We received lots of comments and email about our show regarding the first rule of layoffs. While our recommendation struck some folks the wrong way - "finances rule??" - those who HAD been laid off told us we were dead solid perfect.

The fact is, we did not expect three years ago to get such positive responses to our casts and advice on careers and career management. We SHOULD have seen it, but we didn't (and you'll learn why in this week's cast). But we are listening, and thus this week's cast.

In the same way that "Finances Rule" when it comes to being laid off, PREPARATION makes the entire process so much easier. Both of these recommendations stem from a simple principle: decisions of import made under pressure are dangerous

So, this week: our Annual Layoff Immunization Guidelines.

We never did this when we were employed by others. But good judgment comes from experience, and experience comes from bad judgment. We messed up, and luckily for us, there's nothing so exhilarating as being shot at and missed.

Frankly, our experience is by definition limited, and we'd be selling our listeners short if all we did was rely on first person experience. But we have data. We've seen everything we recommend WORK repeatedly, with many managers. We've also seen the absence of these tenets cause failure, as well.

We're recommending here some basic steps that all Manager Tools managers engage in periodically to protect their careers. We're suggesting that with a little extra effort, maybe 15 minutes a day over a couple of weeks, we can reduce our career risk noticeably. We're talking about IMMUNIZATION against a layoff.

In much the same way that Finances Rule if you get laid off, preparation is so critical to handling a layoff. But we KNOW that thousands of managers basically shoot themselves in the foot for two reasons when they're laid off. First, they don't know how LITTLE work it takes to make a HUGE difference if the axe falls on them, and secondly they don't know WHAT to do even if they did schedule the time to do so. And that's what this cast is about: the professional part of the lay off preparation equation.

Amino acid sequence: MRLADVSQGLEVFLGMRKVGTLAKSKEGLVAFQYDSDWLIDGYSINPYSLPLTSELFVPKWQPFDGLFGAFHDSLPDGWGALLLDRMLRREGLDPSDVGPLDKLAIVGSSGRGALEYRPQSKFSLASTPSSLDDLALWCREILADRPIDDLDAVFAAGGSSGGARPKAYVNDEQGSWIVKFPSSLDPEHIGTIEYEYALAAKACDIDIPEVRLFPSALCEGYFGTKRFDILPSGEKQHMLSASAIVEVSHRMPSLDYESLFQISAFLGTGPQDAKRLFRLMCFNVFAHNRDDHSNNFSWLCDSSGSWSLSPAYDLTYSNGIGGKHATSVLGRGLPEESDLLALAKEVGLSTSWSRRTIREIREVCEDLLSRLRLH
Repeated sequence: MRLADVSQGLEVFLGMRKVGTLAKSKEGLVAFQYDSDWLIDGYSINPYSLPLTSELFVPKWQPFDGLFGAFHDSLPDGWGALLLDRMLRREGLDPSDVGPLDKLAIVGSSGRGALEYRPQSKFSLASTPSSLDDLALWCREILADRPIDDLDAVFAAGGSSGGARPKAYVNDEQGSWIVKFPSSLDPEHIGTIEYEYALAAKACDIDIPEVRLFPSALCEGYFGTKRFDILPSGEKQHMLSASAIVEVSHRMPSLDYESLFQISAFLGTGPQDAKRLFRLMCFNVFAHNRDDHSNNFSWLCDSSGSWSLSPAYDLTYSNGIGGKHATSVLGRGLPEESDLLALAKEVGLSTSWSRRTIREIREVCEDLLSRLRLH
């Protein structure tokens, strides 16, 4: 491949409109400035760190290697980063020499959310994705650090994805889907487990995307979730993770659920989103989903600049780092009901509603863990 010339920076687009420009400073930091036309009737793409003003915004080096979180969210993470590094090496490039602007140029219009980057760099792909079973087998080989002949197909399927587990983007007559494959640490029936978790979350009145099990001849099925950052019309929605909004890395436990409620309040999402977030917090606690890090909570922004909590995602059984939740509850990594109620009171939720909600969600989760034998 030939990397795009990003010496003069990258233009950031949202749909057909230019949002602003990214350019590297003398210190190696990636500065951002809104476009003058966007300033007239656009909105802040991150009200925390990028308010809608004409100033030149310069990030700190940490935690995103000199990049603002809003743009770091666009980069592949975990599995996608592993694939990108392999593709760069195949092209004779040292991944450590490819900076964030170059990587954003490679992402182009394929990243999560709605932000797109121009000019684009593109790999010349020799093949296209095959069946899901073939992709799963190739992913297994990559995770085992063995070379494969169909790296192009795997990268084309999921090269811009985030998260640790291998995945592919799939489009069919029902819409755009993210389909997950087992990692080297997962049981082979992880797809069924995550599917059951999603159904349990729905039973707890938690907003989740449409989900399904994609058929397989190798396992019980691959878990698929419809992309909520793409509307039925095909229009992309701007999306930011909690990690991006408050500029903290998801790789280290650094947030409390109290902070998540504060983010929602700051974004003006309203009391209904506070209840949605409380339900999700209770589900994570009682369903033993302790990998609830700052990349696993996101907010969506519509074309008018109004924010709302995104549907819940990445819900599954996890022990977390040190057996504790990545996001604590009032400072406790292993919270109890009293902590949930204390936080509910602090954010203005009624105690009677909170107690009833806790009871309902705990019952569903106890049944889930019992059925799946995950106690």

We have 5 key recommendations, with metrics to go with each.

  1. Printed Contacts List
  2. Printed Recruiters List
  3. Home Individual Email List
  4. Home Delivery Or Access To Business News
  5. Current Resume

1. Printed Contacts List.

Perhaps the most important word in this guidance is PRINTED. Your list being printed here is a bit like the difference between PASSIVE knowledge of a foreign language and ACTIVE knowledge or active vocabulary. It's the difference between knowing what a word is when you see it, and being able to CALL UPON THAT WORD WHEN YOU NEED IT. And folks, PASSIVE KNOWLEDGE IS IGNORANCE when it comes to the job search.

We see too many managers being lulled into a false sense of satisfaction by the contact information they have at the office. It's around and they take it for granted. We don't care how easy it is to log in from home, we don't care what kind of access you have, or think you won't be denied...You WILL be.